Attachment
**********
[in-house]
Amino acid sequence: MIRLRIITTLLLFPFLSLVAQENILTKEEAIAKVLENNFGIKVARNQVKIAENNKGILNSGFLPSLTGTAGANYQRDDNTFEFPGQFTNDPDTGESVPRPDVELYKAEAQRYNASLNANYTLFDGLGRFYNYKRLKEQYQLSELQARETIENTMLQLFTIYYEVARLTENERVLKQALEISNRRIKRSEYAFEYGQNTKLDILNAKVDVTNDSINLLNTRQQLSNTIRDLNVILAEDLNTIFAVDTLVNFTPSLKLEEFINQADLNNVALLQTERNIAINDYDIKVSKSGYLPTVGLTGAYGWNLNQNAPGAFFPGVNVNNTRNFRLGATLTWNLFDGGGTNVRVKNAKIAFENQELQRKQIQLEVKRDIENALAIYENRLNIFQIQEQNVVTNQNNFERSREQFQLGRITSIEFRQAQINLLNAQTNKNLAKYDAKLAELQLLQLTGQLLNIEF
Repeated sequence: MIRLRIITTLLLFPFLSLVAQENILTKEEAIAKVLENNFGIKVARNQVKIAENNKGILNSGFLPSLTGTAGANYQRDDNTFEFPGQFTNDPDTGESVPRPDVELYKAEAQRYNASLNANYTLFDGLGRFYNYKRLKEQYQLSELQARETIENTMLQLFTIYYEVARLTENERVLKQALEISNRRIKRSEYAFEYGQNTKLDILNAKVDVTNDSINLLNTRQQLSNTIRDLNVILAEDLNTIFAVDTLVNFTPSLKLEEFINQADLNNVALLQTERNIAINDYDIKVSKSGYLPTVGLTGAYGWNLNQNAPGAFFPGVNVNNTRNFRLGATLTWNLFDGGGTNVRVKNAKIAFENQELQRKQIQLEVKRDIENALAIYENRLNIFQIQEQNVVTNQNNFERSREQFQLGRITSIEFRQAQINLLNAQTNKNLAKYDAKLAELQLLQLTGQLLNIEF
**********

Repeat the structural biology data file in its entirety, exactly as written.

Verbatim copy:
[in-house]
Amino acid sequence: MIRLRIITTLLLFPFLSLVAQENILTKEEAIAKVLENNFGIKVARNQVKIAENNKGILNSGFLPSLTGTAGANYQRDDNTFEFPGQFTNDPDTGESVPRPDVELYKAEAQRYNASLNANYTLFDGLGRFYNYKRLKEQYQLSELQARETIENTMLQLFTIYYEVARLTENERVLKQALEISNRRIKRSEYAFEYGQNTKLDILNAKVDVTNDSINLLNTRQQLSNTIRDLNVILAEDLNTIFAVDTLVNFTPSLKLEEFINQADLNNVALLQTERNIAINDYDIKVSKSGYLPTVGLTGAYGWNLNQNAPGAFFPGVNVNNTRNFRLGATLTWNLFDGGGTNVRVKNAKIAFENQELQRKQIQLEVKRDIENALAIYENRLNIFQIQEQNVVTNQNNFERSREQFQLGRITSIEFRQAQINLLNAQTNKNLAKYDAKLAELQLLQLTGQLLNIEF
Repeated sequence: MIRLRIITTLLLFPFLSLVAQENILTKEEAIAKVLENNFGIKVARNQVKIAENNKGILNSGFLPSLTGTAGANYQRDDNTFEFPGQFTNDPDTGESVPRPDVELYKAEAQRYNASLNANYTLFDGLGRFYNYKRLKEQYQLSELQARETIENTMLQLFTIYYEVARLTENERVLKQALEISNRRIKRSEYAFEYGQNTKLDILNAKVDVTNDSINLLNTRQQLSNTIRDLNVILAEDLNTIFAVDTLVNFTPSLKLEEFINQADLNNVALLQTERNIAINDYDIKVSKSGYLPTVGLTGAYGWNLNQNAPGAFFPGVNVNNTRNFRLGATLTWNLFDGGGTNVRVKNAKIAFENQELQRKQIQLEVKRDIENALAIYENRLNIFQIQEQNVVTNQNNFERSREQFQLGRITSIEFRQAQINLLNAQTNKNLAKYDAKLAELQLLQLTGQLLNIEF